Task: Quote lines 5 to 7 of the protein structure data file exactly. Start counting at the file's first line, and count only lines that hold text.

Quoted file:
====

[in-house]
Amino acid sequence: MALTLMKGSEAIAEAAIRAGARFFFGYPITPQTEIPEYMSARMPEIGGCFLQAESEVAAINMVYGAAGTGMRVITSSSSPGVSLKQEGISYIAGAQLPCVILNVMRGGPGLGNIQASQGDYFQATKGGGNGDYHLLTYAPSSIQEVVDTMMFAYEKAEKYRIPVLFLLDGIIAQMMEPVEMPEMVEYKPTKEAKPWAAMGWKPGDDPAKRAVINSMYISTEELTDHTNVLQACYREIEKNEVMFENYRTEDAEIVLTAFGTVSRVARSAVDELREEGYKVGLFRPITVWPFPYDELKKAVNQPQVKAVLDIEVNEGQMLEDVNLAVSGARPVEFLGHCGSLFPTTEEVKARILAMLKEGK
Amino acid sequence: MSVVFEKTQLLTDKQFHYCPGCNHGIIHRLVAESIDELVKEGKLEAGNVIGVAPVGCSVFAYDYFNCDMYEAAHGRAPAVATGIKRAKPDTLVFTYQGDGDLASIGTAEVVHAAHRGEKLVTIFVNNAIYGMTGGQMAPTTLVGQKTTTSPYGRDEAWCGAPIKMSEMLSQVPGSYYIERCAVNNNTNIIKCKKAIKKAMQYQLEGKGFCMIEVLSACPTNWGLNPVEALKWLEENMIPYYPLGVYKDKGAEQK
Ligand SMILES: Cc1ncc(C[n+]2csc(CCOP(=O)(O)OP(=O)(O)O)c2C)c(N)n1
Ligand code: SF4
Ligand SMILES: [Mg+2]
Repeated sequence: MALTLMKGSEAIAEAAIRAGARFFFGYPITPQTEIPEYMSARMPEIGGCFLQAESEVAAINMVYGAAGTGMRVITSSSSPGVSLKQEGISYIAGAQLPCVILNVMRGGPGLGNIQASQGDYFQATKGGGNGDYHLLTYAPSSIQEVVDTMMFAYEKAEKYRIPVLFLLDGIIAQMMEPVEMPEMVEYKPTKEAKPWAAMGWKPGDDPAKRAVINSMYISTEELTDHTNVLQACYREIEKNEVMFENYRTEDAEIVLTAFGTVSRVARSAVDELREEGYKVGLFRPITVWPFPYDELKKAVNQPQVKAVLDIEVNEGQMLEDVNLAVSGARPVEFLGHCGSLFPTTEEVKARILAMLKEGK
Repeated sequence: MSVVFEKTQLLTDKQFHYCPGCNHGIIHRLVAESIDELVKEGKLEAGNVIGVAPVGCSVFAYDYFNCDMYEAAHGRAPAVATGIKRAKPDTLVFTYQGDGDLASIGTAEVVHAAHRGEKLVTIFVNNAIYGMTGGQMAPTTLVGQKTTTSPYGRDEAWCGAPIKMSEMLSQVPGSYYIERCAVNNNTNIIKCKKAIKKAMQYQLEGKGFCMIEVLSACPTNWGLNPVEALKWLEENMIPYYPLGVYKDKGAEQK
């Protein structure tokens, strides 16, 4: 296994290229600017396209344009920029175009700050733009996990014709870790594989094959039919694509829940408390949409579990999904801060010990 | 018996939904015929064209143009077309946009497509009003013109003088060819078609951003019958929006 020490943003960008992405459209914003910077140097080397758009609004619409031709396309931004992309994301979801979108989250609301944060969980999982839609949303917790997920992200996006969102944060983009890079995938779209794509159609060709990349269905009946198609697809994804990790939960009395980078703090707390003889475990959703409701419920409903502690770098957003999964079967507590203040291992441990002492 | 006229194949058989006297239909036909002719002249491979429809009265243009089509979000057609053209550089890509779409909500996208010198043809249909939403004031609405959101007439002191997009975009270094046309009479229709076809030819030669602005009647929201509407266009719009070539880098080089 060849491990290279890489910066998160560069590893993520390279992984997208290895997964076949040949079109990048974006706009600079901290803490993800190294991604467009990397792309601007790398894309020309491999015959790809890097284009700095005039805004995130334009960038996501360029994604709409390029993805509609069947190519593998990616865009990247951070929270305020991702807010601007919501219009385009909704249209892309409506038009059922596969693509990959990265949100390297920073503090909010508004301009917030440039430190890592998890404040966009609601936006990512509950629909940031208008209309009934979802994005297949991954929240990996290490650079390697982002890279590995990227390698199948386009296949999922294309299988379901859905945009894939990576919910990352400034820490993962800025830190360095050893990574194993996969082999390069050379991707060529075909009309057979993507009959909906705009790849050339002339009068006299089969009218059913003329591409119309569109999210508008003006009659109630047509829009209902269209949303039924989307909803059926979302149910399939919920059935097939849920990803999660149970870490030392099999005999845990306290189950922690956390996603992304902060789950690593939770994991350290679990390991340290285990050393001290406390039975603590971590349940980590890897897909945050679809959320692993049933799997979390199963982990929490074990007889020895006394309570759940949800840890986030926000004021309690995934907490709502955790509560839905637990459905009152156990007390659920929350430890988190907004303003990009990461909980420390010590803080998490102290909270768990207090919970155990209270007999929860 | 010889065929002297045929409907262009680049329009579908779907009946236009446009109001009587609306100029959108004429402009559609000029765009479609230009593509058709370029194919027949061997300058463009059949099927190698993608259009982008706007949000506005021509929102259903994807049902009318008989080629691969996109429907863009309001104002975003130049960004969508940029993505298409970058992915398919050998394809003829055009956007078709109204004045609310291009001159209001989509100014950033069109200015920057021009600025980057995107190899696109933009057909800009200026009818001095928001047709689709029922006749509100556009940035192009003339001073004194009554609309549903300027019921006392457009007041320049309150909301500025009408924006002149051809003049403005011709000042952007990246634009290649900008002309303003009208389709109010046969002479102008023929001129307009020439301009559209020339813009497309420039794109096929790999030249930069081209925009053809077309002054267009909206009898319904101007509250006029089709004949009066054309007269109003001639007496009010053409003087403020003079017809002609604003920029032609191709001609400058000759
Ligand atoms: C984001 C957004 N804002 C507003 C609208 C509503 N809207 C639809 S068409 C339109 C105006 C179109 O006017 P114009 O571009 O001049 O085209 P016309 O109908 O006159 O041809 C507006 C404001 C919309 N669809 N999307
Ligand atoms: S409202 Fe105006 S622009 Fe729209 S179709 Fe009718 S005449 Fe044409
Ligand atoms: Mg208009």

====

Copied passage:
Ligand code: SF4
Ligand SMILES: [Mg+2]
Repeated sequence: MALTLMKGSEAIAEAAIRAGARFFFGYPITPQTEIPEYMSARMPEIGGCFLQAESEVAAINMVYGAAGTGMRVITSSSSPGVSLKQEGISYIAGAQLPCVILNVMRGGPGLGNIQASQGDYFQATKGGGNGDYHLLTYAPSSIQEVVDTMMFAYEKAEKYRIPVLFLLDGIIAQMMEPVEMPEMVEYKPTKEAKPWAAMGWKPGDDPAKRAVINSMYISTEELTDHTNVLQACYREIEKNEVMFENYRTEDAEIVLTAFGTVSRVARSAVDELREEGYKVGLFRPITVWPFPYDELKKAVNQPQVKAVLDIEVNEGQMLEDVNLAVSGARPVEFLGHCGSLFPTTEEVKARILAMLKEGK